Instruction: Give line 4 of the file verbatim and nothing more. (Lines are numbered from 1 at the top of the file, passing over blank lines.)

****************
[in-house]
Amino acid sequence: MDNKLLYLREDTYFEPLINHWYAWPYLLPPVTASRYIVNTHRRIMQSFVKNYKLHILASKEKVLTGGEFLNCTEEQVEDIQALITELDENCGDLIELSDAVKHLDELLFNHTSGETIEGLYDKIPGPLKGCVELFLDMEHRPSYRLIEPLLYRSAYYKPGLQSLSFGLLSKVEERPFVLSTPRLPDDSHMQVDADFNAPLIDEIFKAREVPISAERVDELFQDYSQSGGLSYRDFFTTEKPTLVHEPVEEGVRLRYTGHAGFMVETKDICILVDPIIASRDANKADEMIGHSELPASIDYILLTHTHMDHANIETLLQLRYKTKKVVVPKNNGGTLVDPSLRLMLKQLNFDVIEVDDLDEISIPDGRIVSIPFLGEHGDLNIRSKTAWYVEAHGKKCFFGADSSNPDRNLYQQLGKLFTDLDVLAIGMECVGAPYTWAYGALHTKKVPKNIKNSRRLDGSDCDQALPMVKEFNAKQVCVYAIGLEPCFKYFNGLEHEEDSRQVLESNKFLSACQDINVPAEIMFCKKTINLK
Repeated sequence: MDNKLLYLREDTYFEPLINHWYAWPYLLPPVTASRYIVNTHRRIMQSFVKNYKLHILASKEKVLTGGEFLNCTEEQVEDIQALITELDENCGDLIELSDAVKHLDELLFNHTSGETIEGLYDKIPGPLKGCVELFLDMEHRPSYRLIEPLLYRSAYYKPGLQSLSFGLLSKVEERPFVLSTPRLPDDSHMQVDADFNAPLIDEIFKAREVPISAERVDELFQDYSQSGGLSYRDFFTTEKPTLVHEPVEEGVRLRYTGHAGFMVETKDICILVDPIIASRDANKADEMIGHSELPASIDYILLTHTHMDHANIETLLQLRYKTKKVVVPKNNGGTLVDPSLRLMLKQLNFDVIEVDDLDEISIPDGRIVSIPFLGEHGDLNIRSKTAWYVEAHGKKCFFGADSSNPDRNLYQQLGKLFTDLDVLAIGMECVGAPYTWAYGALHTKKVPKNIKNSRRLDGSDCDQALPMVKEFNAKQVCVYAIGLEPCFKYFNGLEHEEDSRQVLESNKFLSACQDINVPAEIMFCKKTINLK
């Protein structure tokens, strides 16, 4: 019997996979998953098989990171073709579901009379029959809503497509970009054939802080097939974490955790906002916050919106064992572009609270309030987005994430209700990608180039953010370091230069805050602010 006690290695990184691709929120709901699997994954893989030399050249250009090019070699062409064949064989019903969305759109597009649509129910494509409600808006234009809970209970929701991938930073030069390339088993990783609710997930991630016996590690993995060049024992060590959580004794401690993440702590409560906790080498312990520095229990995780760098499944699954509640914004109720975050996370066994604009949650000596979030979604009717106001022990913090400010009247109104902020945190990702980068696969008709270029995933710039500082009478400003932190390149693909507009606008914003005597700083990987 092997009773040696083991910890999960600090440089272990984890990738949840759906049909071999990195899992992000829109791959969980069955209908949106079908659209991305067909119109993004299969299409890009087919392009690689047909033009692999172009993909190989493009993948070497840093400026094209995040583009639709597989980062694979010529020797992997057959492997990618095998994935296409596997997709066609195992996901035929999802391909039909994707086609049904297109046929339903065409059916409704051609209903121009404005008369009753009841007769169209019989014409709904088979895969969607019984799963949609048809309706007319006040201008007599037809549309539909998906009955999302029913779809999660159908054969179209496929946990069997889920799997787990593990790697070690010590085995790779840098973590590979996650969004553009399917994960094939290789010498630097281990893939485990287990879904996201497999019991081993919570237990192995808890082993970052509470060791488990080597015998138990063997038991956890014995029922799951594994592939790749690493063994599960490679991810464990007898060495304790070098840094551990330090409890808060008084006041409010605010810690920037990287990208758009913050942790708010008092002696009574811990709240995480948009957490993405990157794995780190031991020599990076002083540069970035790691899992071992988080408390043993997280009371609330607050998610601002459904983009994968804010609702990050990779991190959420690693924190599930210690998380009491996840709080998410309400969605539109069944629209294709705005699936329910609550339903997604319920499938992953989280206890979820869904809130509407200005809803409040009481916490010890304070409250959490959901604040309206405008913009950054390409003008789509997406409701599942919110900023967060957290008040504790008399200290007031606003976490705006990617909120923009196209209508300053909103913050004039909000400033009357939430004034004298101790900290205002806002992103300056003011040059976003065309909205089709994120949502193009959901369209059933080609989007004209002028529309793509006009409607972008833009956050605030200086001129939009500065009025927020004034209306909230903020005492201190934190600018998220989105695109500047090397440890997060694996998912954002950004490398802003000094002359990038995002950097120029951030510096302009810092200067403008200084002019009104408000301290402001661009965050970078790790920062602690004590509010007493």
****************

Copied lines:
């Protein structure tokens, strides 16, 4: 019997996979998953098989990171073709579901009379029959809503497509970009054939802080097939974490955790906002916050919106064992572009609270309030987005994430209700990608180039953010370091230069805050602010 006690290695990184691709929120709901699997994954893989030399050249250009090019070699062409064949064989019903969305759109597009649509129910494509409600808006234009809970209970929701991938930073030069390339088993990783609710997930991630016996590690993995060049024992060590959580004794401690993440702590409560906790080498312990520095229990995780760098499944699954509640914004109720975050996370066994604009949650000596979030979604009717106001022990913090400010009247109104902020945190990702980068696969008709270029995933710039500082009478400003932190390149693909507009606008914003005597700083990987 092997009773040696083991910890999960600090440089272990984890990738949840759906049909071999990195899992992000829109791959969980069955209908949106079908659209991305067909119109993004299969299409890009087919392009690689047909033009692999172009993909190989493009993948070497840093400026094209995040583009639709597989980062694979010529020797992997057959492997990618095998994935296409596997997709066609195992996901035929999802391909039909994707086609049904297109046929339903065409059916409704051609209903121009404005008369009753009841007769169209019989014409709904088979895969969607019984799963949609048809309706007319006040201008007599037809549309539909998906009955999302029913779809999660159908054969179209496929946990069997889920799997787990593990790697070690010590085995790779840098973590590979996650969004553009399917994960094939290789010498630097281990893939485990287990879904996201497999019991081993919570237990192995808890082993970052509470060791488990080597015998138990063997038991956890014995029922799951594994592939790749690493063994599960490679991810464990007898060495304790070098840094551990330090409890808060008084006041409010605010810690920037990287990208758009913050942790708010008092002696009574811990709240995480948009957490993405990157794995780190031991020599990076002083540069970035790691899992071992988080408390043993997280009371609330607050998610601002459904983009994968804010609702990050990779991190959420690693924190599930210690998380009491996840709080998410309400969605539109069944629209294709705005699936329910609550339903997604319920499938992953989280206890979820869904809130509407200005809803409040009481916490010890304070409250959490959901604040309206405008913009950054390409003008789509997406409701599942919110900023967060957290008040504790008399200290007031606003976490705006990617909120923009196209209508300053909103913050004039909000400033009357939430004034004298101790900290205002806002992103300056003011040059976003065309909205089709994120949502193009959901369209059933080609989007004209002028529309793509006009409607972008833009956050605030200086001129939009500065009025927020004034209306909230903020005492201190934190600018998220989105695109500047090397440890997060694996998912954002950004490398802003000094002359990038995002950097120029951030510096302009810092200067403008200084002019009104408000301290402001661009965050970078790790920062602690004590509010007493």